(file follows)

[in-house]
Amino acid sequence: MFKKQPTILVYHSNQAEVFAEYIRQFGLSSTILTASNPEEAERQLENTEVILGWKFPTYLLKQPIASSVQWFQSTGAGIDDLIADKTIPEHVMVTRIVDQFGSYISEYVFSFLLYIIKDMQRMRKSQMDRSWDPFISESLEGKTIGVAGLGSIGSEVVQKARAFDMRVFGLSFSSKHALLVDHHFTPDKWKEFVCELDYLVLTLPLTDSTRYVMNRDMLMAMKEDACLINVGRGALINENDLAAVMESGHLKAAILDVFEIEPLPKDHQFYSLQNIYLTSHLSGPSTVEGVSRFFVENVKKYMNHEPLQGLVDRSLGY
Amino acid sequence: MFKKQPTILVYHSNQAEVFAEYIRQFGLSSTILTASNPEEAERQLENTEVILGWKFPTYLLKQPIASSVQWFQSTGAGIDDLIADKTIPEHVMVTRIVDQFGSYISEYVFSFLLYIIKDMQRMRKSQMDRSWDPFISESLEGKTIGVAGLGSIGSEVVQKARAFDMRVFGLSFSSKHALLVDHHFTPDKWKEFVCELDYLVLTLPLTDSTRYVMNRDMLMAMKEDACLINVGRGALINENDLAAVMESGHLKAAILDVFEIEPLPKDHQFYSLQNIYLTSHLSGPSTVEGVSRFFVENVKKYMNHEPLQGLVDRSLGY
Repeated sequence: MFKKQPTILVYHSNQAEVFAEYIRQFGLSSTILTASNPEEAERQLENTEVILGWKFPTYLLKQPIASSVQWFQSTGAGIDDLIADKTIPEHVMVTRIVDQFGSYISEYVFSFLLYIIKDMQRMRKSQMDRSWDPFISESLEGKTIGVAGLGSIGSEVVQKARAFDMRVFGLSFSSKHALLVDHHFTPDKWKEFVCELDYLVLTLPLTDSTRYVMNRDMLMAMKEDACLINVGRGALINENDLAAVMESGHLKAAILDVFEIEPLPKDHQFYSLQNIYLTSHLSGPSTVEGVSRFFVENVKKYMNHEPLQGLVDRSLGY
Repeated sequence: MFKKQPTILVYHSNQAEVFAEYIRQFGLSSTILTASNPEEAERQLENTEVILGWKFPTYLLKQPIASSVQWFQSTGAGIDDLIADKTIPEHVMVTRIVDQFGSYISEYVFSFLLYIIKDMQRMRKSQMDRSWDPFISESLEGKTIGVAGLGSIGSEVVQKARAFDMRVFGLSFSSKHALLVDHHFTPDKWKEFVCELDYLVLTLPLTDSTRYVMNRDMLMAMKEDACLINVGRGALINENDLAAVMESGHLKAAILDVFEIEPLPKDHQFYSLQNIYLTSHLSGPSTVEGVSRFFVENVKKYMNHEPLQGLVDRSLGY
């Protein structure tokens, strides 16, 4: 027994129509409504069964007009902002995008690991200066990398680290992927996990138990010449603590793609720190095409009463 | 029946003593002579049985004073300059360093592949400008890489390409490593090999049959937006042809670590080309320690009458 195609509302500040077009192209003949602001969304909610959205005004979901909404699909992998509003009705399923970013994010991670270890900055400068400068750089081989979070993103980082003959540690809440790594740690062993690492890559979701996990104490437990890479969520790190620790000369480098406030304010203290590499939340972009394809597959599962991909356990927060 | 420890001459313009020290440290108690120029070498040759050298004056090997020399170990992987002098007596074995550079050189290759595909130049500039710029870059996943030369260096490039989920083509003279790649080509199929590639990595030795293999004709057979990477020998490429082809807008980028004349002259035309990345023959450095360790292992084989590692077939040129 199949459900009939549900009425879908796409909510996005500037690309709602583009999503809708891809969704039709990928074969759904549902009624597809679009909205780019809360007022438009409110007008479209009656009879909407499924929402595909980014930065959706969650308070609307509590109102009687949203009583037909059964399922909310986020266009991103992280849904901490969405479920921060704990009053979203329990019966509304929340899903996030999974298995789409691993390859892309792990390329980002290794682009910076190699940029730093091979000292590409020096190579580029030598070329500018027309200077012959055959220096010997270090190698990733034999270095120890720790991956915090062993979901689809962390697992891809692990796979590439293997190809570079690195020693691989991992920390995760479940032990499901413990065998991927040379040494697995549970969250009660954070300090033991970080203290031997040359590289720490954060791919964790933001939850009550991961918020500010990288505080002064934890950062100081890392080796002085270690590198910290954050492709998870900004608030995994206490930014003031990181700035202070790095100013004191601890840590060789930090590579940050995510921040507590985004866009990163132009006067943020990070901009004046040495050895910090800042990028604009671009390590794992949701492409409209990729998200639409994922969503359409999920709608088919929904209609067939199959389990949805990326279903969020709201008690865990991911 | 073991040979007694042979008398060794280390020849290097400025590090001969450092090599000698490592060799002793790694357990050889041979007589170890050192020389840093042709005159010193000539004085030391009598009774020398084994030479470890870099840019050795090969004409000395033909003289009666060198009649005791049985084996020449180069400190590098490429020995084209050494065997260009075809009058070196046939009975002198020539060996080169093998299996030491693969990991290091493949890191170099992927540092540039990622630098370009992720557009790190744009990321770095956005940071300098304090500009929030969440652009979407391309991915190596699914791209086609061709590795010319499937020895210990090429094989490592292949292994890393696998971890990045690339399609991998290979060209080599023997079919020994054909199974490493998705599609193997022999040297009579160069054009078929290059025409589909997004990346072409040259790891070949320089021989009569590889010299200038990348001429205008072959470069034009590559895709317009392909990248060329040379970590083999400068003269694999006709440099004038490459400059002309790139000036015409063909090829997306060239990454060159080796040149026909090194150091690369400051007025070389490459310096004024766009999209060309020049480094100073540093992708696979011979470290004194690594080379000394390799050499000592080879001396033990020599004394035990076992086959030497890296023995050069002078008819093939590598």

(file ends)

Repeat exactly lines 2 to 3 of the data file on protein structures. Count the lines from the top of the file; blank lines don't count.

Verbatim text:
Amino acid sequence: MFKKQPTILVYHSNQAEVFAEYIRQFGLSSTILTASNPEEAERQLENTEVILGWKFPTYLLKQPIASSVQWFQSTGAGIDDLIADKTIPEHVMVTRIVDQFGSYISEYVFSFLLYIIKDMQRMRKSQMDRSWDPFISESLEGKTIGVAGLGSIGSEVVQKARAFDMRVFGLSFSSKHALLVDHHFTPDKWKEFVCELDYLVLTLPLTDSTRYVMNRDMLMAMKEDACLINVGRGALINENDLAAVMESGHLKAAILDVFEIEPLPKDHQFYSLQNIYLTSHLSGPSTVEGVSRFFVENVKKYMNHEPLQGLVDRSLGY
Amino acid sequence: MFKKQPTILVYHSNQAEVFAEYIRQFGLSSTILTASNPEEAERQLENTEVILGWKFPTYLLKQPIASSVQWFQSTGAGIDDLIADKTIPEHVMVTRIVDQFGSYISEYVFSFLLYIIKDMQRMRKSQMDRSWDPFISESLEGKTIGVAGLGSIGSEVVQKARAFDMRVFGLSFSSKHALLVDHHFTPDKWKEFVCELDYLVLTLPLTDSTRYVMNRDMLMAMKEDACLINVGRGALINENDLAAVMESGHLKAAILDVFEIEPLPKDHQFYSLQNIYLTSHLSGPSTVEGVSRFFVENVKKYMNHEPLQGLVDRSLGY